Officers should not be harassed for bonafide mistakes: Prime Minister
[dropcap]H[/dropcap]olding that honest officers should not be harassed for bonafide mistakes made while making “well-meaning” decisions, Prime Minister Manmohan Singh today warned that if this was not done, decision making will suffer badly and governance will be stifled.He also called for moderation of public debate about corruption as “unwarranted condemnation” of the decisions and imputation of “guilt and malafide” on decision makers need to change.
Addressing the Golden Jubilee celebrations of the Central Vigilance Commission (CVC), the Prime Minister said it was an ultimate aim of any anti-corruption mechanism to contribute towards improvement of the processes of governance and delivery of services which can happen only when bold and innovative decision-making was encouraged.
“Therefore, we must make sure that honest officers are not harassed for bonafide mistakes that they might make while taking well-meaning decisions,” he said, adding that CVC should live upto the words of former Prime Minister Lal Bahadur Shastri who had said the commission should be a fearless champion of the man of integrity and source of terror to corrupt officers.
“We must ensure the championing of the cause of the man of integrity in all our institutions. In the scenario in which this does not happen, decision-making would suffer badly and instead of improving the processes of governance, we would end up stifling them,” Singh said.
The Prime Minister said during the last 10 years of UPA rule, fight against corruption has undergone transformation with time.
“This process of change has particularly picked up in the last 10 years of the UPA government. New laws have been enacted to ensure probity, transparency and accountability in administration,” Singh said, citing statutes like the Right to Information Act and the Lokpal and Lokayuktas Act.
He said that there have been very vigorous debate on corruption in the country in which civil society and media were active participants.
“I believe that this debate has been for the good. It has led not only to increased awareness in the people about their rights and the responsibilities of public authorities but also a realisation in public authorities of the heightened expectations that people have from them,” he said.
Singh said, “In the past few years, we have been witnessing a very vigorous public debate in our country on matters relating to corruption, with accusations flying thick and fast.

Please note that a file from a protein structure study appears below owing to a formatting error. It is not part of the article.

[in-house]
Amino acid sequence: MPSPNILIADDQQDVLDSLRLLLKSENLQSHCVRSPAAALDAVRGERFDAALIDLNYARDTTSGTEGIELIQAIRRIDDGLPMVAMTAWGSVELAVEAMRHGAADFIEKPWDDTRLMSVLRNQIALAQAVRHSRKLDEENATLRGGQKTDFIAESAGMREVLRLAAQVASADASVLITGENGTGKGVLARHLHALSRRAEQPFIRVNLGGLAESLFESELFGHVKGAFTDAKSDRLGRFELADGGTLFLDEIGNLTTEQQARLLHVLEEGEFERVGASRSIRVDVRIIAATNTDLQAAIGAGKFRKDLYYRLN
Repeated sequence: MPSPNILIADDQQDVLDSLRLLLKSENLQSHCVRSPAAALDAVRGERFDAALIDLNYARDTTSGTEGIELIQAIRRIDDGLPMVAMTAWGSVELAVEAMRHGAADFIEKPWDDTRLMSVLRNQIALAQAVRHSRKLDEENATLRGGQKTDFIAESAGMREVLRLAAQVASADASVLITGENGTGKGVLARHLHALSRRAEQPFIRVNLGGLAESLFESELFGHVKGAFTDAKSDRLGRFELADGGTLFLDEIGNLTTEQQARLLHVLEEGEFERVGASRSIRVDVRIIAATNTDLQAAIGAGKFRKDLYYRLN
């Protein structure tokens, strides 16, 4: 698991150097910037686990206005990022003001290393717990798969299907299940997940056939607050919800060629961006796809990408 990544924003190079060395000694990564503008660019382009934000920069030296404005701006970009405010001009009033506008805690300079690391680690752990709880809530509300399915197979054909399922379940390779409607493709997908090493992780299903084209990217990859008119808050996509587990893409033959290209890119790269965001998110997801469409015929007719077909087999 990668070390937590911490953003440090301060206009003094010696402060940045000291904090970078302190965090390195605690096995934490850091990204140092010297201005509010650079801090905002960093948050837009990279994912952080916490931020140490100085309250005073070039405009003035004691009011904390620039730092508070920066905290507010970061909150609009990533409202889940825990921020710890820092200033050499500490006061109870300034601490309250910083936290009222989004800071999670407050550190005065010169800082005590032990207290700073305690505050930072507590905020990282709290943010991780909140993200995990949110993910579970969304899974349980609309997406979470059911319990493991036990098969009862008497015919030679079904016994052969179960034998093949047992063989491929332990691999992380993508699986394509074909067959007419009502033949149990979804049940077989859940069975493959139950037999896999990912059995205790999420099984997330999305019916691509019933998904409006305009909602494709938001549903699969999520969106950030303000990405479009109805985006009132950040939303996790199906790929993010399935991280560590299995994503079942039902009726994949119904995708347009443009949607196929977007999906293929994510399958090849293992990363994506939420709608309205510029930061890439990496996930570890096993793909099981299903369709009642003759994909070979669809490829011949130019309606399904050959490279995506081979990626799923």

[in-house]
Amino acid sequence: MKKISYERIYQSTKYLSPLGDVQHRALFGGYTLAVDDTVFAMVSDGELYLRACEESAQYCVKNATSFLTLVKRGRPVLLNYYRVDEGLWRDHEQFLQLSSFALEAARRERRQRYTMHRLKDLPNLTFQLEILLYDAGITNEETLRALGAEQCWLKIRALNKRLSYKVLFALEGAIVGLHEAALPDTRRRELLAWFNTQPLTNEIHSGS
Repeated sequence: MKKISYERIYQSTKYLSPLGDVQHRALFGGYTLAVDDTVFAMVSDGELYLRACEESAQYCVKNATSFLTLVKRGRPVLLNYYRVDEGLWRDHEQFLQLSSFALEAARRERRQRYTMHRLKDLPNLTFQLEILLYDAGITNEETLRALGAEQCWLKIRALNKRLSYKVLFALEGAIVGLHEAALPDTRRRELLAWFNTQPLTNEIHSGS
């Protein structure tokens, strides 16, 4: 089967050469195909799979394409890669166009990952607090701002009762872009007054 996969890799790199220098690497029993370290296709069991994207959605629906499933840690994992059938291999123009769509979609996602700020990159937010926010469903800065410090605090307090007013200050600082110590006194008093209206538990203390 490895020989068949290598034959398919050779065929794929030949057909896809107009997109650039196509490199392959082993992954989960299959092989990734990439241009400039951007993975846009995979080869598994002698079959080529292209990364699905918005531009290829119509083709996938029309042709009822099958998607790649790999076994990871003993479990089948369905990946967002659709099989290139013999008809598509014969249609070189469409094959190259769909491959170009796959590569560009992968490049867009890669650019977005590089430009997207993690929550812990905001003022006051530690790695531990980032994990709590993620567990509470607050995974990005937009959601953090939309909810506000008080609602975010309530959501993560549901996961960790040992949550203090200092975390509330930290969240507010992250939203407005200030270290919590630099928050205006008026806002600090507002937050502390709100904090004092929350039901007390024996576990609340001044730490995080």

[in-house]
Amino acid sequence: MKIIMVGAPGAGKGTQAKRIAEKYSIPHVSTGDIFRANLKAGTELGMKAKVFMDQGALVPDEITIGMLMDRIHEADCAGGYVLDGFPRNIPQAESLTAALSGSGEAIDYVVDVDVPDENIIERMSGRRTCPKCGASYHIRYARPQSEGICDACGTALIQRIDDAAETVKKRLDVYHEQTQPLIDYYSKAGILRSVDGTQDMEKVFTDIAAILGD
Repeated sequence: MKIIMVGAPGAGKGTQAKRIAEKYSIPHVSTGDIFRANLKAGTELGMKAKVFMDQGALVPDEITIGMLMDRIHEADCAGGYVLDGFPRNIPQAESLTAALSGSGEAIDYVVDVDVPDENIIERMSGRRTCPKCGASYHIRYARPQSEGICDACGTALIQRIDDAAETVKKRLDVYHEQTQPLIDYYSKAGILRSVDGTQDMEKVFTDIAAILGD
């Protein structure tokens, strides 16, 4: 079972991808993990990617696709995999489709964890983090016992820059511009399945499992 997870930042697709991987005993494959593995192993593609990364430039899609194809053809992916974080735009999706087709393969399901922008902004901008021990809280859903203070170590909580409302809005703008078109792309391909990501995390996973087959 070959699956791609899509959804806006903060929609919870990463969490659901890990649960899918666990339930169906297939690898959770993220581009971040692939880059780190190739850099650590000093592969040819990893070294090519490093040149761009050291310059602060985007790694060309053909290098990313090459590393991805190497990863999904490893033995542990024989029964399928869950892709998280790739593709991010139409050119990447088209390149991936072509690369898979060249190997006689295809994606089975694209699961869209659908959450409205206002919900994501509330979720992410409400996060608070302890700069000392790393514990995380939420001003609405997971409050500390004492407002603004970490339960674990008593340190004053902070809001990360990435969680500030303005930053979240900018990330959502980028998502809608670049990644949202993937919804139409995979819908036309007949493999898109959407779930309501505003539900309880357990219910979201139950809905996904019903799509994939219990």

“While informed discussion on such matters is certainly desirable, much too often we see a trivialisation of complex public policy issues. This is accompanied by unwarranted condemnation of the decisions taken and imputation of guilt and malafide on part of those who took the decisions,” the Prime Minister said, noting that “there is a need to change this state of affairs.”
Expressing willingness to further insulating CBI, the Prime Minister, however, said that oversight of political executives was expected in a democracy.
“Investigating agencies have always enjoyed complete autonomy in investigation of criminal cases. Our government has also been willing to do more to insulate the CBI from extraneous influences.
“However, it is also necessary to ensure that the political executive exercises the oversight that it is expected to in a democratic polity over any investigating agency,” Singh said.
He said another balance that agencies like CVC must maintain is between the need to be careful and detailed and the need for speed.
“Matters like disciplinary proceedings and grant of vigilance clearance must be disposed of in time. Excessive delays make such exercises meaningless,” he said.
The Prime Minister said a number of new laws are under consideration of Parliament which include the Right of Citizens for Time Bound Delivery of Goods and Services and Redressal of their Grievances Bill, the Public Procurement Bill and a bill to amend the Prevention of Corruption Act.
“These legislative initiatives have been accompanied by administrative steps in the same direction. Greater use of information and communications technology has also helped in increasing transparency and reducing opportunities for corrupt practices,” he said.